With their 4-3 overtime victory over the Philadelphia Flyers, the Chicago Blackhawks won the Stanley Cup finals series four games to two and won the Stanley Cup. This is the first Stanley Cup victory for the Blackhawks since 1961. That was the longest Stanley Cup drought were the team had existed during the entire period. The new longest drought is that of the Toronto Maple Leafs, who last won the cup in 1967 and the St Louis Blues and Los Angeles Kings, who expanded in 1967 and have never won the cup.
Jonathan Toews was given the Conn Smythe Trophy as playoff MVP, but I would support giving it to Daniel Briere of the Flyers, who was the playoffs top scorer and had a much better final series than Toews, but never had a serious chance as his team was not the cup winner.
The Stanley Cup may be won tonight. Along with it comes the Conn Smythe Trophy for playoff MVP. The race for Conn Smythe is pretty open. As the main story in the Stanley Cup finals has been the poor quality of play, it is easier to make a list of who will not win the Conn Smythe than who will win it. Goaltenders will not win the Conn Smythe because they have not played well in this series. With 40 goals in the five games so far, the goaltending has been sub-par. Antti Niemi and Michael Leighton cannot be seriously considered for the Conn Smythe. In fact, if there was a trophy for best goaltender in the playoffs, I would support giving it to Jaroslav Halak of Montreal, despite his failure to make the finals.
It has been a busy couple of days of coaching news in the NHL. Both the Columbus Blue Jackets and the Tampa Bay Lightning have dipped into the AHL to hire new coaches. Columbus began by offering their coaching position to Guy Boucher, the coach of the Hamilton Bulldogs in the AHL. Surprisingly, he declined. They quickly offered the job to Scott Arniel, the coach of the Manitoba Moose in the AHL and he took the job. Boucher’s declining the Columbus position was explained when the next day he accepted the coaching job with the Tampa Bay Lightning.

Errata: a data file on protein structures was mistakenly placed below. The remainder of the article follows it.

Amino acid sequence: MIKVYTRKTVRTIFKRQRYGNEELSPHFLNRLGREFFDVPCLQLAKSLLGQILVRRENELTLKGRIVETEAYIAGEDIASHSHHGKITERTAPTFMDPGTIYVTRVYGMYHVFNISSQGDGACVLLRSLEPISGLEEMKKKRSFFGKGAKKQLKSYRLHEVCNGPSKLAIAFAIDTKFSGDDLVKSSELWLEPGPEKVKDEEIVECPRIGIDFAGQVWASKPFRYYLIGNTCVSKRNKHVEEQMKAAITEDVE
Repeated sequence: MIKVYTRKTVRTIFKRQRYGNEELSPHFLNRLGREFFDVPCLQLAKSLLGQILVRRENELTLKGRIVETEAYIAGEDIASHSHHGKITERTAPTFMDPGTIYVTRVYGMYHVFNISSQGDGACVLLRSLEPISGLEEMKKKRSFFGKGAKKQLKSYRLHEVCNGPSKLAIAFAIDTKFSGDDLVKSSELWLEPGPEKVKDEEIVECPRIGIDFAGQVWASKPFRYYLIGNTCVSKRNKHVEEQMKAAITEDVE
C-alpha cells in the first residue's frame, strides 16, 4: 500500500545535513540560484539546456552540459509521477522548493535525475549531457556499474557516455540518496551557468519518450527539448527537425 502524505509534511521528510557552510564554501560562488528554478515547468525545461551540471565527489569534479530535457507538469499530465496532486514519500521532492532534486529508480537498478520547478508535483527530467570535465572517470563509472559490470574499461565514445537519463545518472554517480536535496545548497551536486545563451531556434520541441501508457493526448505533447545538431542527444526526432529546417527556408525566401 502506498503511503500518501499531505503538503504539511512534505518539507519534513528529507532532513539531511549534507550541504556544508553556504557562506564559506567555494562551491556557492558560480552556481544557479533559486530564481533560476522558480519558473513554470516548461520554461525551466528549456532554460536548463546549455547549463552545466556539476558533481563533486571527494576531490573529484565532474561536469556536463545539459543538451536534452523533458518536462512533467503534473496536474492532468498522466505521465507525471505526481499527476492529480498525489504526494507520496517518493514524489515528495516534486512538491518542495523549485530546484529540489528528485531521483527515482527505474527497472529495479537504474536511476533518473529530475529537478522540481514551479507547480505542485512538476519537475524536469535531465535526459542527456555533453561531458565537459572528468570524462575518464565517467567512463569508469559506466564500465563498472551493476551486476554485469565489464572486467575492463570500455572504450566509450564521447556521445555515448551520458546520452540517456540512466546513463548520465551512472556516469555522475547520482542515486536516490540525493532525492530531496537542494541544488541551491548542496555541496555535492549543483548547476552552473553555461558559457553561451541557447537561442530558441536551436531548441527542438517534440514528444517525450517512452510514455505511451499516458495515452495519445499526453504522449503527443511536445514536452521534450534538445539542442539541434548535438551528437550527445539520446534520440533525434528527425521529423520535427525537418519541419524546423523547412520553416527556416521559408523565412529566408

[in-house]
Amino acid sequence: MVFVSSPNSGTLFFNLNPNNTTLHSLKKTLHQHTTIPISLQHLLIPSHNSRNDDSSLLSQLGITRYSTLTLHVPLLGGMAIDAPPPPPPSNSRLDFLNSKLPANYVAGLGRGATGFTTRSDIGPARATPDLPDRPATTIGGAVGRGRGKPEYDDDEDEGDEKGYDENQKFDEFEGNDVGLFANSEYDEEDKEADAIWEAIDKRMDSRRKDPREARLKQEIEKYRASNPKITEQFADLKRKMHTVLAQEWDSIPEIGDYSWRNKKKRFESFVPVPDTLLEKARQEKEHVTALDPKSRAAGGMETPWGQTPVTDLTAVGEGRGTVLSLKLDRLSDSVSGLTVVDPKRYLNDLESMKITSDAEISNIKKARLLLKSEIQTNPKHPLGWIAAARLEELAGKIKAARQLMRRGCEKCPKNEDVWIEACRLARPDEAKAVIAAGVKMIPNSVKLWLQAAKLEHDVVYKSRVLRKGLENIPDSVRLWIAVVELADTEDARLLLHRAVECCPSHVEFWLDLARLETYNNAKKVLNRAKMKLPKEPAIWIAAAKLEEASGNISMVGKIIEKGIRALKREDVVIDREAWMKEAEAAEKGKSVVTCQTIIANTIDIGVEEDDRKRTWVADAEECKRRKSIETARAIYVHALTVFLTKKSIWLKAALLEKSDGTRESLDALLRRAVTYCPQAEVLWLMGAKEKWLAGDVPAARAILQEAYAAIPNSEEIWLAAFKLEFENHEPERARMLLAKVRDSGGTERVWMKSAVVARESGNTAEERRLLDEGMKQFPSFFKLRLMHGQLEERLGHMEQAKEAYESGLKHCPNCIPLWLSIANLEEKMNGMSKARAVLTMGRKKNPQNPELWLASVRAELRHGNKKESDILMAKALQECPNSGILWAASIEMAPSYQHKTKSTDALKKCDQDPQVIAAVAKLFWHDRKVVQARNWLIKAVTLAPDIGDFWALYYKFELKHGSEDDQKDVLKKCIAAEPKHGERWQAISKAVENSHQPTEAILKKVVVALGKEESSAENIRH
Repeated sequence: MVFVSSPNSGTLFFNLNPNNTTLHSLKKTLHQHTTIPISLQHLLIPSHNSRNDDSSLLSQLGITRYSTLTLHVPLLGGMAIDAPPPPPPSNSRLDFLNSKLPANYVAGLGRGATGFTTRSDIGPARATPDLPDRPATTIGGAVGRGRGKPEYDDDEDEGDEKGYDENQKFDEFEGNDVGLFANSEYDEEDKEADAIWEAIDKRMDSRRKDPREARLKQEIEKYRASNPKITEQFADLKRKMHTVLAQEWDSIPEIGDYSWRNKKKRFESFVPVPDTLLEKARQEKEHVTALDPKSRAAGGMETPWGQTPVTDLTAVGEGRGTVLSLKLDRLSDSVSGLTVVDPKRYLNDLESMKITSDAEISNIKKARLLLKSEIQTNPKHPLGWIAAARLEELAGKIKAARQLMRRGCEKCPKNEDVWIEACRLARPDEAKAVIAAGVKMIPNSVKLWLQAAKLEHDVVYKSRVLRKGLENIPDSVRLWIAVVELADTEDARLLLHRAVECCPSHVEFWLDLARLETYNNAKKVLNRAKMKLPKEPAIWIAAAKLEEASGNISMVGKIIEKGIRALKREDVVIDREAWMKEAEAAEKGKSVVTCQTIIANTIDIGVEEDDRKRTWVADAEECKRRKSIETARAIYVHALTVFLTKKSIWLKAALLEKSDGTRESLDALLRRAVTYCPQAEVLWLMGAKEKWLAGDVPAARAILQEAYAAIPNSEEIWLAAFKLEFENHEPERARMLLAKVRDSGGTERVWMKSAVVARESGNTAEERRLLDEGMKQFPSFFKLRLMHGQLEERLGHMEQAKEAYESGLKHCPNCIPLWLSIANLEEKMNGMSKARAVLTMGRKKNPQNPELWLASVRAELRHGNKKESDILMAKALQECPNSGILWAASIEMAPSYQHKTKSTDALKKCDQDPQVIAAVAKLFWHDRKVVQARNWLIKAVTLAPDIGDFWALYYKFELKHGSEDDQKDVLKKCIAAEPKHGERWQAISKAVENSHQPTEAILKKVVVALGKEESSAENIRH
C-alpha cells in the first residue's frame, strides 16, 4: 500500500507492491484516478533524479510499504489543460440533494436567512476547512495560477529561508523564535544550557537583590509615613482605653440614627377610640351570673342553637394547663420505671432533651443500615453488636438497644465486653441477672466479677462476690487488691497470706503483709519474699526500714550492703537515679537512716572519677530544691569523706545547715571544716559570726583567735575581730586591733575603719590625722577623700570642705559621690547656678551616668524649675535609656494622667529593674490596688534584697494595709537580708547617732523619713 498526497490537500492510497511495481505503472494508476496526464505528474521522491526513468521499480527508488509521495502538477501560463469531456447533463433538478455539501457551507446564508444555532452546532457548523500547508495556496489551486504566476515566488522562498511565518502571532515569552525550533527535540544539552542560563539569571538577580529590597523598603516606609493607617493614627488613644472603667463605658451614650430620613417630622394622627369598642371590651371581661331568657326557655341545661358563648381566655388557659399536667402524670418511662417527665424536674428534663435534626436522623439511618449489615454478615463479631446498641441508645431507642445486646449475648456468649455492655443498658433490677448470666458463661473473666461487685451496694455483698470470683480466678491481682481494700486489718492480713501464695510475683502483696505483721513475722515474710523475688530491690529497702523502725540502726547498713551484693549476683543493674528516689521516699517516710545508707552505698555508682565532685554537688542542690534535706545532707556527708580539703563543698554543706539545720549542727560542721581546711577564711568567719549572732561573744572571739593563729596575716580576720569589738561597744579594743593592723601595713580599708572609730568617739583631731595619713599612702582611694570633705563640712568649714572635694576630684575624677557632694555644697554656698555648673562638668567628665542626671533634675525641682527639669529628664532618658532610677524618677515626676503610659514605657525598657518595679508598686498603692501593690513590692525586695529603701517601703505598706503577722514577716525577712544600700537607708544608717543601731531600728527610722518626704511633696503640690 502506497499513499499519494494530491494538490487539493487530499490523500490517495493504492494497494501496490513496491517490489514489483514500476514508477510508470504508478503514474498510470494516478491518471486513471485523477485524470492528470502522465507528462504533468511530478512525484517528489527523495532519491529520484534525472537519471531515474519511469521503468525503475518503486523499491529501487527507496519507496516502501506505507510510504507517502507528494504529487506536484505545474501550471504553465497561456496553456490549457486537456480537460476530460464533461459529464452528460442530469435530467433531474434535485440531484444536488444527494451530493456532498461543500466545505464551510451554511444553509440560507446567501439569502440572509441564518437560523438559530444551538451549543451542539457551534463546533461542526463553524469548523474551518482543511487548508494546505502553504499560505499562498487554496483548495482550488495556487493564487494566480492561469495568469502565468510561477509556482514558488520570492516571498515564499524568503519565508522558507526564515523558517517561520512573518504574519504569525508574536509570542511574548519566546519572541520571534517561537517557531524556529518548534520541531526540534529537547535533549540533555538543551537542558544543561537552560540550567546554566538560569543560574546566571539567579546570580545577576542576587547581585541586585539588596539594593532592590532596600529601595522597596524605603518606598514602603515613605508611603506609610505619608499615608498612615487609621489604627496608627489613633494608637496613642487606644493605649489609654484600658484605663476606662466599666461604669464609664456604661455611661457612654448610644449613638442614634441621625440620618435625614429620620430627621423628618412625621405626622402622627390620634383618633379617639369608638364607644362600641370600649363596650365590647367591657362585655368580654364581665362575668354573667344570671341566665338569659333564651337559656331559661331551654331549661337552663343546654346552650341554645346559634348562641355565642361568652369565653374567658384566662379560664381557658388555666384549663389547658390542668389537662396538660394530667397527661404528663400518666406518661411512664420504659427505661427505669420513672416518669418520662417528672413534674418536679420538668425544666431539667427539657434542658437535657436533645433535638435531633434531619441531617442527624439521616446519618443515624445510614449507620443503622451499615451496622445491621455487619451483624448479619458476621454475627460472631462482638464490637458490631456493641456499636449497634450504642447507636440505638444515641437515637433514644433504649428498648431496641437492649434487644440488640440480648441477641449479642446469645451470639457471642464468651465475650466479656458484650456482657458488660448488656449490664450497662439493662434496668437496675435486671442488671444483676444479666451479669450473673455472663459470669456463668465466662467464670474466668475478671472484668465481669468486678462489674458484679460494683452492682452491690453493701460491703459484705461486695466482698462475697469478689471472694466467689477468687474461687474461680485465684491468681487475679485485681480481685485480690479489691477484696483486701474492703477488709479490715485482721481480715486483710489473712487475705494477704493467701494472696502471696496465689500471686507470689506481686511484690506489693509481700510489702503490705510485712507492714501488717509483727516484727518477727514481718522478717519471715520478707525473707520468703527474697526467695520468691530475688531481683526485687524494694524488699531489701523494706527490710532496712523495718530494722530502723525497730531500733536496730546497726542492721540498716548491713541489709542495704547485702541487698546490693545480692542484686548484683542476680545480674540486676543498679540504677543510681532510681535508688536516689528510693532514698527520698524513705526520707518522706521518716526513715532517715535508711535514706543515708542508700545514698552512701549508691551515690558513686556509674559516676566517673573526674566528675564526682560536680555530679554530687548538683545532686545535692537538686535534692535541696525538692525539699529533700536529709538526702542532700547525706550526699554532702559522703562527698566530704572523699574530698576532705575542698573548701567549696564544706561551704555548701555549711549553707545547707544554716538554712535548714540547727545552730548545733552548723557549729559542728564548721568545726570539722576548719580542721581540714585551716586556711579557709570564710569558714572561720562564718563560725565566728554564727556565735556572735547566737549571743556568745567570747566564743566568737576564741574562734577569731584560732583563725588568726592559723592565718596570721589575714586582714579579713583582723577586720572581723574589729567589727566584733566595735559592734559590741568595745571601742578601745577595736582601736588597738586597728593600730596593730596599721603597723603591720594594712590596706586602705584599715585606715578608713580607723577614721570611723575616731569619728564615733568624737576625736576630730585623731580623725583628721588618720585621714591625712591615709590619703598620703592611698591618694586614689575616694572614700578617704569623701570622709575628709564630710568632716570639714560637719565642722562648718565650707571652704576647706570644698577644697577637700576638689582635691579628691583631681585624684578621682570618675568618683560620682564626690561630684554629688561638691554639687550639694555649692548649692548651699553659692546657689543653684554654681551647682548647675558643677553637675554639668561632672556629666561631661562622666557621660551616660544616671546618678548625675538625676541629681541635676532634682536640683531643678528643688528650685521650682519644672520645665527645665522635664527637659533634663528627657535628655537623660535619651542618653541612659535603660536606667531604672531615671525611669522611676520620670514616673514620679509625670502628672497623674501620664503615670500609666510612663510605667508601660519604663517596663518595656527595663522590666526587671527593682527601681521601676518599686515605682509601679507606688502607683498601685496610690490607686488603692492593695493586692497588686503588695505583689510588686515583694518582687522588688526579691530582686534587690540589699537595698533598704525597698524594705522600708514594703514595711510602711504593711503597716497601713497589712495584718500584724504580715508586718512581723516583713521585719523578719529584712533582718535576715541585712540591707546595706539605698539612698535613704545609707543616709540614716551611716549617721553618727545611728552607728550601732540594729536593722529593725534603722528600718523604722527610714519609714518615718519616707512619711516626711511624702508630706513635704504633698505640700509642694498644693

The NHL’s turn to AHL coaches for many of their coaching vacancies over the last couple of years seems to have began when Washington hired Bruce Boudreau as coach . Boudreau won coach of the year, largely because his team had a very good young core built around Alexander Ovechkin, Nicklas Backstrom and Mike Green that was ready to take off and they did. That was followed up by a talented Pittsburgh team in a cold spell that hired AHL coach Dan Bylsma and then won the Stanley Cup. Suddenly, AHL coaches were the coaches to hire.
The series looked like it might be okay. Game one was poor quality hockey, but games two through four were passable Stanley Cup finals games. They were not the most memorable well-played games, but they were not too bad. Then along comes game five. I strongly disagree with Pierre Lebrun , Chicago brought their B game at best and it was enough to win big. By the end of the first period, Chicago had a 3-0 lead and Michael Leighton was pulled from the game (the second time that he was pulled in the finals so far). That was all it took. From then on it was not an intense game for either team. Defensive gaffes were commonplace. Both teams scored four more goals each and the game ended 7-4.
What does Philadelphia do for goaltending in game six? Leighton has not carried the load in the finals. Brian Boucher hasn’t been any better when he came in in relief. Their lack of quality goaltenders seems to have stopped all momentum. It is surprising it took until the Stanley Cup finals to occur, but otherwise very predictable.
About The Puck Stops Here
Who am I? A diehard hockey fan.
Why am I blogging? I want to.